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Robert Abbott
Robert Abbott
Articles (848)  | Author's Website |

Coca-Cola: Should We Follow Warren Buffett's Lead?

There are concerns about a decline in revenue, but this beverage maker has good fundamentals and a wide moat

September 11, 2020 | About:

The word "decline" comes up often in the first and second quarter 2020 results for The Coca-Cola Company (NYSE:KO). It's also a word that has accompanied descriptions of its revenue for much of the past decade:

Coca-Cola revenue chart

At the end of the chart, though, is an uptick for 2019, based in part on its 2018 acquisition of Costa Limited, a British-based coffee chain with nearly 4,000 locations. But what helped in 2019 is proving a problem in 2020. Like other chains of coffee shops, Costa has been hit hard by closures and constraints arising out of the Covid-19 pandemic.

But do declines like these matter in the longer term, say five to ten years ahead? Perhaps not too much. Warren Buffett (Trades, Portfolio) of Berkshire Hathaway (NYSE:BRK.A)(NYSE:BRK.B) continues to own a big stake in the company and it continues to be one of the largest holdings in the Berkshire portfolio.

As GuruFocus contributor Rupert Hargreaves pointed out in an article a few months back, Buffett was impressed by the fact that Coca-Cola could increase its prices without losing customers: "This was Coke's primary advantage. The company could raise prices without losing market share, and it had been doing that for nearly 100 years at the time Buffett started buying the shares".

In other words, Coca-Cola had and has a strong competitive advantage, or moat. A wide moat is attractive for value investors and others, but what about the rest of the company's metrics. Do they measure up to the strength of the moat?

Financial strength

Coca-Cola financial strength

One of the reasons Coca-Cola receives only a middling score on its financial strength rating is the presence of high debt on its balance sheet:

Coca-Cola short term debt, long term debt

However, the company is still able to handle the interest costs. As the interest coverage ratio shows, Coca-Cola earns enough operating income to cover interest expenses 10-times over.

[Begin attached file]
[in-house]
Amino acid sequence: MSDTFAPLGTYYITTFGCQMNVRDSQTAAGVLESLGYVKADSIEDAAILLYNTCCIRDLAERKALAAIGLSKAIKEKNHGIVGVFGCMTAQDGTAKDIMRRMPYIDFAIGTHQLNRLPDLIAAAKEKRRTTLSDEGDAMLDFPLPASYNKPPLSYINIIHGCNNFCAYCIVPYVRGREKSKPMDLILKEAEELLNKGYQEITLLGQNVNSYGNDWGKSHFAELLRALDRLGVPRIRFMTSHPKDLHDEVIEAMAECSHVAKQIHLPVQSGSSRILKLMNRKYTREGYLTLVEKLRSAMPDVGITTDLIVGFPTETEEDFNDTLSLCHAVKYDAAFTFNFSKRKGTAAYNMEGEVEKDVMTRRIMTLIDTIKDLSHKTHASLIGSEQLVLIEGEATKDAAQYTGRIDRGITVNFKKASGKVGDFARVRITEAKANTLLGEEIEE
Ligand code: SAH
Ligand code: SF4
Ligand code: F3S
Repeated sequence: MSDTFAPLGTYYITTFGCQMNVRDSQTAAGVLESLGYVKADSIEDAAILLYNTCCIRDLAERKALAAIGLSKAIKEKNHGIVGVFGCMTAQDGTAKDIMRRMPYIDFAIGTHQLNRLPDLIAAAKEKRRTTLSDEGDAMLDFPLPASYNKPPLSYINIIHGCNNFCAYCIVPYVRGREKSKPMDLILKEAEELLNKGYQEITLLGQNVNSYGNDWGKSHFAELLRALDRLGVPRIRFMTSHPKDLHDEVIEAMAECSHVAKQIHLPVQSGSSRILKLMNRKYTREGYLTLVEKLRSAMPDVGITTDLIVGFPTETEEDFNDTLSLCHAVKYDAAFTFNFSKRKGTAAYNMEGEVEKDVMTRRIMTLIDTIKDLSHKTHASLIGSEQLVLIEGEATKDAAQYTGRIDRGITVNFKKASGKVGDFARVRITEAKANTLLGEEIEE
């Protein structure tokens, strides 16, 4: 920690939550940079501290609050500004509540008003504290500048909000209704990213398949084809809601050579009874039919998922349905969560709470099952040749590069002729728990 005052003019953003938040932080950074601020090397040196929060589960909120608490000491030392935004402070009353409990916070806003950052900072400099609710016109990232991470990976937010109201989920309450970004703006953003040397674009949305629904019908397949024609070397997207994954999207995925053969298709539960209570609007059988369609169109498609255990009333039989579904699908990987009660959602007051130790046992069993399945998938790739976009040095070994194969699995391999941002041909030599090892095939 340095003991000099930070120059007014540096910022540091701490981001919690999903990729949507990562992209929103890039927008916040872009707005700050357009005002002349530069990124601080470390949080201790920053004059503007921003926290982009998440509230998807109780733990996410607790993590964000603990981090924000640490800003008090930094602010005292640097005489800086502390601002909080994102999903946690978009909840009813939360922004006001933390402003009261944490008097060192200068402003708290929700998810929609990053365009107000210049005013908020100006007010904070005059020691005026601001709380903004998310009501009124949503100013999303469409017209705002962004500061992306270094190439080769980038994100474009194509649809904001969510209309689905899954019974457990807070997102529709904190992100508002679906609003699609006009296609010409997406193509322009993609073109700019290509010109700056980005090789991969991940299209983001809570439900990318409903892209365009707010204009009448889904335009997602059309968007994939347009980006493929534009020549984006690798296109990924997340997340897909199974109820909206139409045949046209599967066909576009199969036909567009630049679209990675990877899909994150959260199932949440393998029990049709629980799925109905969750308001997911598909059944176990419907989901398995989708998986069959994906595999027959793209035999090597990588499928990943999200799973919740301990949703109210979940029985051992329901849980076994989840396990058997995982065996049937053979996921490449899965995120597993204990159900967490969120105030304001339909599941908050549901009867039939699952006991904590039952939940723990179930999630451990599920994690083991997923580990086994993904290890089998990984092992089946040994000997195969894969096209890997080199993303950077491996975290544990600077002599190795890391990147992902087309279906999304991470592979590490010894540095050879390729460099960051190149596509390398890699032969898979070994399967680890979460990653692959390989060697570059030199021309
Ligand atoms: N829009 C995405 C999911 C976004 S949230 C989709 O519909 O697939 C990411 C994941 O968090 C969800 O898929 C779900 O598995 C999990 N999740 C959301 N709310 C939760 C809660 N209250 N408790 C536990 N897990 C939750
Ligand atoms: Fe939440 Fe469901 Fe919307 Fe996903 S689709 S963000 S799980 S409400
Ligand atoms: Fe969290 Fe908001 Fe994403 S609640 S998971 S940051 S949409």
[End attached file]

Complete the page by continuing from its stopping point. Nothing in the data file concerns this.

According to the GuruFocus system, the Piotroski F-Score of 4 out of 9 is typical of a stable company, and the Altman Z-Score of 3.5 is in the safe zone, indicating that the company is not in danger of bankruptcy in the next two years.

On the last line, we find that the company is very profitably using the capital it has raised from shareholders and lenders; its return on invested capital (ROIC) at 10.02% is more than double the weighted average cost of capital (WACC) at 3.83%.

Profitability

Coca-Cola profitability

The profitability score begins with high margins for both the operating and net margins. With one exception, the margins have stayed above 15% for the past decade:

Coca-Cola operating margin net margin

These wide margins are made possible by the moat, the competitive advantage Coca-Cola enjoys. They, in turn, contribute to the high return on equity (ROE) and respectable return on assets (ROA).

Speaking of return on assets, part of the company's strength is that it focuses on concentrates and leaves the more capital-intensive bottling and distribution functions to contracted partners and others. It also offers what it calls "finished products," i.e. bottled and canned non-alcoholic beverages, from its diversified lines of products.

The strength of the margins is offset by the declining revenue, down an average of 3.4% per year over the past three years. At the same time, though, it has grown its profitability, Ebitda and earnings per share by becoming a more efficient company.

Valuation

Coca-Cola GF value chart